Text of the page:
The following Banking & Finance practice note provides comprehensive and up to date legal information covering:
Legal opinions are used in the vast majority of financing transactions. They are usually either a condition precedent to funding or a condition precedent to the signing of the finance documentation. They provide the addressee of the legal opinion with information on the legal risks involved in a transaction. Although they are seen across many different types of financing transactions, they can be tricky to deal with from both a legal and practical perspective and, as such, should be discussed and agreed as soon as possible in the transaction process.
This Practice Note explains:
what legal opinions are
when they are used
who can rely on them
what they cover
how legal opinions are used in cross-border transactions, and
the structure of a typical opinion letter
For more information, see Practice Notes:
Instructing and managing local counsel, and
Drafting or reviewing legal opinions in loan transactions
For an example of an English law legal opinion, see Precedent: Legal opinion letter: English borrower entering into an unsecured bilateral facility agreement.
A legal opinion is a letter which sets out opinions as to matters of law. It does not cover factual matters. The letter will be made up of the legal opinions themselves, along with a set of assumptions and qualifications which usually make up the majority of the letter.
The City of London Law
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This Practice Note provides an introduction to intercreditor agreements and their key provisions. This Practice Note:•explains the purpose of having an intercreditor agreement and when an intercreditor agreement would be used instead of a deed of priority or subordination deed•provides links to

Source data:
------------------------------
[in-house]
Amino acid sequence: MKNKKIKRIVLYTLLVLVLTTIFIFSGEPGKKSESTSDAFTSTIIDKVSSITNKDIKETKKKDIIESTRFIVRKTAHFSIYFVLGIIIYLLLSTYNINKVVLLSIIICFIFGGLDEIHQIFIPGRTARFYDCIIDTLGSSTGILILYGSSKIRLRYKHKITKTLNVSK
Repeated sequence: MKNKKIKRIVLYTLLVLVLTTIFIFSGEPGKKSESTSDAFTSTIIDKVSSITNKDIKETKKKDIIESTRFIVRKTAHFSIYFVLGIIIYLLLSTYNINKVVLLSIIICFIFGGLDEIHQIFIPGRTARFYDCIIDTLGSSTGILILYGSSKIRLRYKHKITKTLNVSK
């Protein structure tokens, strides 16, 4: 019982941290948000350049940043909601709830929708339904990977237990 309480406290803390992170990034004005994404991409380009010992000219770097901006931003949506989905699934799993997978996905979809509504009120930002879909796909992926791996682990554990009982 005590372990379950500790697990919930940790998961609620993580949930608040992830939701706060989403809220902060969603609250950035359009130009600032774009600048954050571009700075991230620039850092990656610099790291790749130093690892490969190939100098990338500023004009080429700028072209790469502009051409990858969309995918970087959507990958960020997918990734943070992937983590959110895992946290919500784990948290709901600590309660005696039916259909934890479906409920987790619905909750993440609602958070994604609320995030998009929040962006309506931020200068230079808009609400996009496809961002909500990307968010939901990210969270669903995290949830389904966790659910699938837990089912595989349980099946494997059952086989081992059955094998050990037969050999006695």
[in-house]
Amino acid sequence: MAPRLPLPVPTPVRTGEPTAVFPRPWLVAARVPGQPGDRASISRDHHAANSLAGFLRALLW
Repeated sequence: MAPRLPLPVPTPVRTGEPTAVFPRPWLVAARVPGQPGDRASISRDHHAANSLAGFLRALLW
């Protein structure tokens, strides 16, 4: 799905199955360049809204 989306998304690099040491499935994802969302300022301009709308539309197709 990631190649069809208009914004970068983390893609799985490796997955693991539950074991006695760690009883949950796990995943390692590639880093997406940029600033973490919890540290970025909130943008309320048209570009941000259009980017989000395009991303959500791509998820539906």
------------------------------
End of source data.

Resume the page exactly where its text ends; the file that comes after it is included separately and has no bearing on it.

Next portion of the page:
When defendants are guilty, they have a choice to plead guilty or to put the prosecution to proof. When they plead guilty they may benefit from a reduction in their sentence as a result, see Practice Note: Credit for guilty plea. However, the Sentencing Council's overarching guidelines on reduction
Facilitating the performance of a duty by public officialsFacilitation payments, also known as facilitating or grease payments, are generally small amounts of money paid to public officials or others as a means of ensuring that they perform their duty, whether more promptly or at all. In some
BREXIT: As of exit day (31 January 2020), the UK is no longer an EU Member State. However, in accordance with the Withdrawal Agreement, the UK has entered an implementation period, during which it continues to be subject to EU law. This has an impact on this Practice Note. For further guidance on
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